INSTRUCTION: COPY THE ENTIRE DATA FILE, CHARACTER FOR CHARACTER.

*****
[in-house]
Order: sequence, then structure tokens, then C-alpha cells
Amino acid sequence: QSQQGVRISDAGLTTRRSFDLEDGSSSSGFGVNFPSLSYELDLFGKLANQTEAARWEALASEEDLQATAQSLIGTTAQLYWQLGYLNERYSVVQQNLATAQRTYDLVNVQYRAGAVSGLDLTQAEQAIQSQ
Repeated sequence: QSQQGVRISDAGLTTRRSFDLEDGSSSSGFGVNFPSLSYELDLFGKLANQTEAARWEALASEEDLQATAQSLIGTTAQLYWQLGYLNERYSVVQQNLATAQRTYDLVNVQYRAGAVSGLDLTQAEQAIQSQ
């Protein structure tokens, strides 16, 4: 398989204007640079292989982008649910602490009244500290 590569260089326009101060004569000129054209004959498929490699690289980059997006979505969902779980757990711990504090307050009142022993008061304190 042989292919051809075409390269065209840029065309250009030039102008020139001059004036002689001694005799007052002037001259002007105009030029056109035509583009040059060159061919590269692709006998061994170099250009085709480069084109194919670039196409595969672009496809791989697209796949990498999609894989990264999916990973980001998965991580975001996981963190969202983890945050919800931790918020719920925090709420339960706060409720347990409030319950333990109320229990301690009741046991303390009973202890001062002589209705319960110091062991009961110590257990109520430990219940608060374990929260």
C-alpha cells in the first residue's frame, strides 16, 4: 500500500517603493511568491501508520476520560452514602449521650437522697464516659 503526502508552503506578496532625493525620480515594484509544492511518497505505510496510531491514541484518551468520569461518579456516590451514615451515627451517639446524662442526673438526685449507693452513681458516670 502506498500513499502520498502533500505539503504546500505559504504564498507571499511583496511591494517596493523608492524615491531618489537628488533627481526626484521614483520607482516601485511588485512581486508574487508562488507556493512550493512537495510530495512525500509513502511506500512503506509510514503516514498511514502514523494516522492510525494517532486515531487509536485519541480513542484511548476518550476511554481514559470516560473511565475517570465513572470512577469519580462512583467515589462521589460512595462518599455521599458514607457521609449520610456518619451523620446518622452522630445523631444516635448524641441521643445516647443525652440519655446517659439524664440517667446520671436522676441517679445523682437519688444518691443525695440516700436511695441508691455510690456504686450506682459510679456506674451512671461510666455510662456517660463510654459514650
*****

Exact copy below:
[in-house]
Order: sequence, then structure tokens, then C-alpha cells
Amino acid sequence: QSQQGVRISDAGLTTRRSFDLEDGSSSSGFGVNFPSLSYELDLFGKLANQTEAARWEALASEEDLQATAQSLIGTTAQLYWQLGYLNERYSVVQQNLATAQRTYDLVNVQYRAGAVSGLDLTQAEQAIQSQ
Repeated sequence: QSQQGVRISDAGLTTRRSFDLEDGSSSSGFGVNFPSLSYELDLFGKLANQTEAARWEALASEEDLQATAQSLIGTTAQLYWQLGYLNERYSVVQQNLATAQRTYDLVNVQYRAGAVSGLDLTQAEQAIQSQ
């Protein structure tokens, strides 16, 4: 398989204007640079292989982008649910602490009244500290 590569260089326009101060004569000129054209004959498929490699690289980059997006979505969902779980757990711990504090307050009142022993008061304190 042989292919051809075409390269065209840029065309250009030039102008020139001059004036002689001694005799007052002037001259002007105009030029056109035509583009040059060159061919590269692709006998061994170099250009085709480069084109194919670039196409595969672009496809791989697209796949990498999609894989990264999916990973980001998965991580975001996981963190969202983890945050919800931790918020719920925090709420339960706060409720347990409030319950333990109320229990301690009741046991303390009973202890001062002589209705319960110091062991009961110590257990109520430990219940608060374990929260």
C-alpha cells in the first residue's frame, strides 16, 4: 500500500517603493511568491501508520476520560452514602449521650437522697464516659 503526502508552503506578496532625493525620480515594484509544492511518497505505510496510531491514541484518551468520569461518579456516590451514615451515627451517639446524662442526673438526685449507693452513681458516670 502506498500513499502520498502533500505539503504546500505559504504564498507571499511583496511591494517596493523608492524615491531618489537628488533627481526626484521614483520607482516601485511588485512581486508574487508562488507556493512550493512537495510530495512525500509513502511506500512503506509510514503516514498511514502514523494516522492510525494517532486515531487509536485519541480513542484511548476518550476511554481514559470516560473511565475517570465513572470512577469519580462512583467515589462521589460512595462518599455521599458514607457521609449520610456518619451523620446518622452522630445523631444516635448524641441521643445516647443525652440519655446517659439524664440517667446520671436522676441517679445523682437519688444518691443525695440516700436511695441508691455510690456504686450506682459510679456506674451512671461510666455510662456517660463510654459514650